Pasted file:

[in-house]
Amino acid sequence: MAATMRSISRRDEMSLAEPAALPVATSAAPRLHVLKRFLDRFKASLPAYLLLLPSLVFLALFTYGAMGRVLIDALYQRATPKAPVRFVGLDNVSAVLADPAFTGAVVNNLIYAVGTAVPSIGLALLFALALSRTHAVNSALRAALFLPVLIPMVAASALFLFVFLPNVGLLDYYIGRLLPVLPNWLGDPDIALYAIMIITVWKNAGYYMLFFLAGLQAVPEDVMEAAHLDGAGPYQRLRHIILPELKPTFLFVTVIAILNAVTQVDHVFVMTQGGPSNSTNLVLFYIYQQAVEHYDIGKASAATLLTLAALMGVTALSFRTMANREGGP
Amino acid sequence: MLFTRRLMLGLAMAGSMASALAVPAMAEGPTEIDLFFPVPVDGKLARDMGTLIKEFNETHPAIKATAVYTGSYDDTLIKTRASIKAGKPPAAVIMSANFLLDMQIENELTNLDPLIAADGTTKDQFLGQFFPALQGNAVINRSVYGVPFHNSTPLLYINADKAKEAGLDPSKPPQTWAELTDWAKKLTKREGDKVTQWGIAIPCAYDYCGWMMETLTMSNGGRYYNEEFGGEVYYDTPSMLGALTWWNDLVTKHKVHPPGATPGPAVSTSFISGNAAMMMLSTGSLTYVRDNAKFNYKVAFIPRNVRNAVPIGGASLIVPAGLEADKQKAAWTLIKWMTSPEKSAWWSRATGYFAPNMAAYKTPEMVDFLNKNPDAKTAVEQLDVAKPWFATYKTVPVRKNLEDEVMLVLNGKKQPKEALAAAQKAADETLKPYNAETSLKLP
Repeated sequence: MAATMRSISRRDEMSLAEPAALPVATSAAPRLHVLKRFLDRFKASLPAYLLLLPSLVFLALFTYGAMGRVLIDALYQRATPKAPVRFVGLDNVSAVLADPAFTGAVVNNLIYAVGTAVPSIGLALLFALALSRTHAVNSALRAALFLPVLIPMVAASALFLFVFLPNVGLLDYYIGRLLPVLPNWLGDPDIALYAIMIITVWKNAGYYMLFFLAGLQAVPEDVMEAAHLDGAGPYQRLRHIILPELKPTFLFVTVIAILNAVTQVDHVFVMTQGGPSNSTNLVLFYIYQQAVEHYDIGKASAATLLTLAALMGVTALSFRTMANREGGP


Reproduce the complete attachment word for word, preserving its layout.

[in-house]
Amino acid sequence: MAATMRSISRRDEMSLAEPAALPVATSAAPRLHVLKRFLDRFKASLPAYLLLLPSLVFLALFTYGAMGRVLIDALYQRATPKAPVRFVGLDNVSAVLADPAFTGAVVNNLIYAVGTAVPSIGLALLFALALSRTHAVNSALRAALFLPVLIPMVAASALFLFVFLPNVGLLDYYIGRLLPVLPNWLGDPDIALYAIMIITVWKNAGYYMLFFLAGLQAVPEDVMEAAHLDGAGPYQRLRHIILPELKPTFLFVTVIAILNAVTQVDHVFVMTQGGPSNSTNLVLFYIYQQAVEHYDIGKASAATLLTLAALMGVTALSFRTMANREGGP
Amino acid sequence: MLFTRRLMLGLAMAGSMASALAVPAMAEGPTEIDLFFPVPVDGKLARDMGTLIKEFNETHPAIKATAVYTGSYDDTLIKTRASIKAGKPPAAVIMSANFLLDMQIENELTNLDPLIAADGTTKDQFLGQFFPALQGNAVINRSVYGVPFHNSTPLLYINADKAKEAGLDPSKPPQTWAELTDWAKKLTKREGDKVTQWGIAIPCAYDYCGWMMETLTMSNGGRYYNEEFGGEVYYDTPSMLGALTWWNDLVTKHKVHPPGATPGPAVSTSFISGNAAMMMLSTGSLTYVRDNAKFNYKVAFIPRNVRNAVPIGGASLIVPAGLEADKQKAAWTLIKWMTSPEKSAWWSRATGYFAPNMAAYKTPEMVDFLNKNPDAKTAVEQLDVAKPWFATYKTVPVRKNLEDEVMLVLNGKKQPKEALAAAQKAADETLKPYNAETSLKLP
Repeated sequence: MAATMRSISRRDEMSLAEPAALPVATSAAPRLHVLKRFLDRFKASLPAYLLLLPSLVFLALFTYGAMGRVLIDALYQRATPKAPVRFVGLDNVSAVLADPAFTGAVVNNLIYAVGTAVPSIGLALLFALALSRTHAVNSALRAALFLPVLIPMVAASALFLFVFLPNVGLLDYYIGRLLPVLPNWLGDPDIALYAIMIITVWKNAGYYMLFFLAGLQAVPEDVMEAAHLDGAGPYQRLRHIILPELKPTFLFVTVIAILNAVTQVDHVFVMTQGGPSNSTNLVLFYIYQQAVEHYDIGKASAATLLTLAALMGVTALSFRTMANREGGP